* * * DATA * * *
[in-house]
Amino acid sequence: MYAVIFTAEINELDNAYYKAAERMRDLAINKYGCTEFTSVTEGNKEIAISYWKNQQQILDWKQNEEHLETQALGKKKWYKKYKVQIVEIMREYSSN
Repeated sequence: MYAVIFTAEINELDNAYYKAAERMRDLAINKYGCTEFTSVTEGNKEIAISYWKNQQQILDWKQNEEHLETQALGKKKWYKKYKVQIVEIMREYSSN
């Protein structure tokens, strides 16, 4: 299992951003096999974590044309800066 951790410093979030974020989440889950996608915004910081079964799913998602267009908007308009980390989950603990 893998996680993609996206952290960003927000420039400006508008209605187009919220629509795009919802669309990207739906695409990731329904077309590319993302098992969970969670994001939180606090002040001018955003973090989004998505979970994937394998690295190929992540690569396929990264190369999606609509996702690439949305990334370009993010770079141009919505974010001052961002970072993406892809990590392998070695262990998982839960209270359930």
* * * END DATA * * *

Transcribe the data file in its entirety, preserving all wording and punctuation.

[in-house]
Amino acid sequence: MYAVIFTAEINELDNAYYKAAERMRDLAINKYGCTEFTSVTEGNKEIAISYWKNQQQILDWKQNEEHLETQALGKKKWYKKYKVQIVEIMREYSSN
Repeated sequence: MYAVIFTAEINELDNAYYKAAERMRDLAINKYGCTEFTSVTEGNKEIAISYWKNQQQILDWKQNEEHLETQALGKKKWYKKYKVQIVEIMREYSSN
């Protein structure tokens, strides 16, 4: 299992951003096999974590044309800066 951790410093979030974020989440889950996608915004910081079964799913998602267009908007308009980390989950603990 893998996680993609996206952290960003927000420039400006508008209605187009919220629509795009919802669309990207739906695409990731329904077309590319993302098992969970969670994001939180606090002040001018955003973090989004998505979970994937394998690295190929992540690569396929990264190369999606609509996702690439949305990334370009993010770079141009919505974010001052961002970072993406892809990590392998070695262990998982839960209270359930």